Tina Barr Tina Barr


That must have been our beginning:
a lure,
a shiny arc
of invisible hooks;
the jay struts in the yard,
a blue that draws,
splitting his tail-fan
so it drives the gathering eye
to crave his coat of blue,
his animations,
a flight that rustles a mate
up alongside.

Once Ned looked into a glass
of merlot
like he was looking into a pool,
as if he could fish up
the uncut jewel
he thought I was.
His words shaped me
to its specifications.
He praised
the wine's color, the same
as what is pulled into syringes.

When we dressed in the morning
I'd step aside from the sink,
drying my hair.
I'd watch the way he'd bend his head,
to splash on talc,
track its white across the floor,
the way he'd turn on the faucet,
go away and come back minutes later.
He made a foam beard,
turned his head this way and then another,
leaning in to the mirror. All the while
he'd look at himself, as if in that pond
he'd never need another.


I was wearing a turquoise shirt, and Buddy
looked, his head turned; he said my earrings
matched my shirt. Of course, I thought,
I am a woman who can dress. We'd met
at the coffee bar; I had run into Lilly.
I thought they were together, but
he'd comment on my clothes, my hair color.
When they came to the dinner party someone
murmured, “not him again.” I was stuck
with Trey to my right; he'd filled up on the punch
my boyfriend drank three glasses of before
he switched to red. So Trey's mouth was at
my ear. “When I'm with you, I apprehend
innocence.” I thought, what you don't know.
When he was young, he said, he'd take girls
to barns full of unginned cotton; it made big
beds in the bins, seeds still in it, the plush, soft
inside his thighs. I stared forward thinking,
how I'd steal this riff, from a judge who drinks
and eats too much, lips smeared with steak sauce.
I looked towards Trey's wife, Sandy.
There were eighteen at table. I thought, What
am I doing here—with this brain between my ears?

Ned motioned to pass the cabernet. I mouthed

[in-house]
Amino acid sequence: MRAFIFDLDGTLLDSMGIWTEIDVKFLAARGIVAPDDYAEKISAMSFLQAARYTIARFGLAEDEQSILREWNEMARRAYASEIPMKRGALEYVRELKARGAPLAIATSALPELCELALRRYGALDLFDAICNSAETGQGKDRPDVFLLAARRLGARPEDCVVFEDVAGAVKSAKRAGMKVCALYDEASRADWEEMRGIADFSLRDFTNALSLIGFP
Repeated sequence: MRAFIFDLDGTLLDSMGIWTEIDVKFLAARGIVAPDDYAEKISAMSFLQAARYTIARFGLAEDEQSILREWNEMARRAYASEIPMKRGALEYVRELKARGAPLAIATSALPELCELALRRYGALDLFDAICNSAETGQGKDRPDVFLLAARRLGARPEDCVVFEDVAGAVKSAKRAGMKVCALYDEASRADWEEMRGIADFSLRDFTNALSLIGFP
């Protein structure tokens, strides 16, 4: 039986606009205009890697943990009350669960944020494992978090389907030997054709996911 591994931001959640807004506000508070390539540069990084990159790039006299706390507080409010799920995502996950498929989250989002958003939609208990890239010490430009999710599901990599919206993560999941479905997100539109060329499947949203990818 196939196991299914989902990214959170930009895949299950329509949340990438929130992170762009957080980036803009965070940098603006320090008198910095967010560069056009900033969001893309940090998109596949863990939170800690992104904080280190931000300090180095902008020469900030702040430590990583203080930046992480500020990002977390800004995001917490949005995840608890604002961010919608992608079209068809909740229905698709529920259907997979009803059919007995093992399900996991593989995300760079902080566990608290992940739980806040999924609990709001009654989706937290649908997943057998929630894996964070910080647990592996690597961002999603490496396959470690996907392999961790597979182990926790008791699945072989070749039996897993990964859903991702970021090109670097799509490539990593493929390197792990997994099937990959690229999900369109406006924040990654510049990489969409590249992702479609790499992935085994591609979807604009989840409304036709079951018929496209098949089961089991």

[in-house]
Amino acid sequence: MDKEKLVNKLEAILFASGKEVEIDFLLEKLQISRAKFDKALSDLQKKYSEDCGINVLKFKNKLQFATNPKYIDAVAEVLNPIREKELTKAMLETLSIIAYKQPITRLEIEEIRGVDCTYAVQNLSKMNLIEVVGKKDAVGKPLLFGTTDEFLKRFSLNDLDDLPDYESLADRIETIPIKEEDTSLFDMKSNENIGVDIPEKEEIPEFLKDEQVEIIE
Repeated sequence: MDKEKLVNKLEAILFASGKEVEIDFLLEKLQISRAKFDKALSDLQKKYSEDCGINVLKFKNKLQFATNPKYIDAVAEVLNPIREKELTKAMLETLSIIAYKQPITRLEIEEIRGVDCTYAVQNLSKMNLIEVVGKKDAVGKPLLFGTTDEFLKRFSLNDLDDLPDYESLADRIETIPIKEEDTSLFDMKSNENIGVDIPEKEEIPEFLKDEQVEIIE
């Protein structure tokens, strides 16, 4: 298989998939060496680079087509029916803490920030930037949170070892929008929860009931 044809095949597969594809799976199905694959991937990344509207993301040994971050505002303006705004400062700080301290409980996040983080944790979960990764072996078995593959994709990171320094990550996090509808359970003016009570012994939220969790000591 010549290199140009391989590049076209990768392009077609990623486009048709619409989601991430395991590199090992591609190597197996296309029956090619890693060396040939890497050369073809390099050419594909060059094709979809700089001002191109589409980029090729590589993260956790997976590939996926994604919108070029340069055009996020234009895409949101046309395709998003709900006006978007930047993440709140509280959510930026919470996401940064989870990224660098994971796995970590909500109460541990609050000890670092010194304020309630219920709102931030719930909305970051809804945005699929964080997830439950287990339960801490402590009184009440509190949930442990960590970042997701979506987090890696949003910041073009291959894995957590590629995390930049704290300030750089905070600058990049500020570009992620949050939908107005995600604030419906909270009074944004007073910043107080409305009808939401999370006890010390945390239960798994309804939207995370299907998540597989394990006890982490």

the word rescue, but he was talking. When he
came to the kitchen, finally, where I'd fled, he said,
“You look a little tense; do we need to leave?”
Ned got nauseous that night, lying in bed, from
punch plus his average seven glasses, and a licorice
after-dinner drink. The next day he didn't
remember what I'd said. I still feel bereft, as if
in those men's minds nothing of substance was kept.

The Golden Road

Small pebbles, black ones and white ones
set by hand, make a mosaic path. I hear
the sound of wood shoes, inlaid with
mother-of-pearl, raised clogs
the sultan's favorites

wore to the bath. Along the harem's path, flowers
climb to leaf; leaves tendril into horseshoes,
stars or white spiders. Triangles shift to
waves running forward, as the road
goes before us.

Girls taken from lands north and west, blue-eyed,
hair in hanks the color of camel, flax, red
madder, worked first as servants for
his favorites. Lice bedded
in the folds

of their bodies; hundreds ate bread, coughing in
the cold off the Bosphorus, going days
without fires. The Sultan's bathroom
is gilt-painted marble; light sifts
through colored mosaic

windows. Trees climb and bud in the tiles. His tub
is deep, three steps down to steaming heat.
In a reception room, mother-of-pearl
inlays the wood panels. Blues
and grass greens glaze tile,

wood screens make filigrees of cedar, paisley and petal
shapes; patterns follow one after the other. A sultan's
heirs were kept in what they called the cage
for years. The sultan kept conversations
by running water; a shelf

fountain is built into the room, so its sound falls down
and down. I have seen Natashas along Divanyolu,
taller than the Turks, narrow-hipped, the folds
of their long hair blown open, black
as crow or red as ochre.


She drew a line from her armpit curving under
her breast, Susannah, who can knit, crochet, speak
Chinese and has two Master's degrees. She
“tried to cut out her heart.“ I've seen her
speak to her parents, played by surrogates,
wringing her anger hard into a towel she twisted.
She goes into some place she takes a bouquet
of the pills her doctor-father leaves in his cabinet.

Tell me you haven't traveled there, down into
your center, space inside a pyramid, airless,
while you are carrying on above in the afterlife
of childhood, divorce, your son's addiction. What can I doŚ
except tell you about a morning walk, osage
dropping green globes like small unripe oranges,
a baby rabbit crossing its ears, the bluebird who balances.

The bird was a blue I've never seen, the spectrum's
margin between blue and purple, a navy delphinium,
dusted with lavender pollen, the breast a true rose.
And three mouse-brown balls with yellow beaks in
the birdhouse. Two redbirds spiked the sky.
Ned's drunk mother, when he was twelve,
said she'd tried to abort him, but it didn't work;
in the tenth month he was born covered in black blood.

Tonight the bluebird has leaked colors where it flew;
they've run like water, storm clouds a bruised blue,
patches of cornflower and pink-rose. Grasses curve
over, gone to seed at their tops; as I cross
the lawn rabbits leap up, showing their
cotton tails. I missed this part of childhood,
can't remember, and it no longer matters.
No one can interfere with my own transport.